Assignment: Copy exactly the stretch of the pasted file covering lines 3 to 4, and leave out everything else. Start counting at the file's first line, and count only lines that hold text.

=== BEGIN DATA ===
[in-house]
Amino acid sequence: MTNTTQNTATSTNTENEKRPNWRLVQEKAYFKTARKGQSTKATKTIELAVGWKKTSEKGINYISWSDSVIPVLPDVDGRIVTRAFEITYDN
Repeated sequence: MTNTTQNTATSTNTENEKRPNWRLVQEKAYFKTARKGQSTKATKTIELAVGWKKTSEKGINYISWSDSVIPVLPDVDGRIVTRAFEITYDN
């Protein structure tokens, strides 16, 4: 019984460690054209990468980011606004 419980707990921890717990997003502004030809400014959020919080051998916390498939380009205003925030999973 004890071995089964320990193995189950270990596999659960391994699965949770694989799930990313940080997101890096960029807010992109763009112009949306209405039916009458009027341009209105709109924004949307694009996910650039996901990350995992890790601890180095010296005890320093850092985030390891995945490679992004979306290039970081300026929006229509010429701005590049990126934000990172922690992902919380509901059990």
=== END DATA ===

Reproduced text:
Repeated sequence: MTNTTQNTATSTNTENEKRPNWRLVQEKAYFKTARKGQSTKATKTIELAVGWKKTSEKGINYISWSDSVIPVLPDVDGRIVTRAFEITYDN
């Protein structure tokens, strides 16, 4: 019984460690054209990468980011606004 419980707990921890717990997003502004030809400014959020919080051998916390498939380009205003925030999973 004890071995089964320990193995189950270990596999659960391994699965949770694989799930990313940080997101890096960029807010992109763009112009949306209405039916009458009027341009209105709109924004949307694009996910650039996901990350995992890790601890180095010296005890320093850092985030390891995945490679992004979306290039970081300026929006229509010429701005590049990126934000990172922690992902919380509901059990």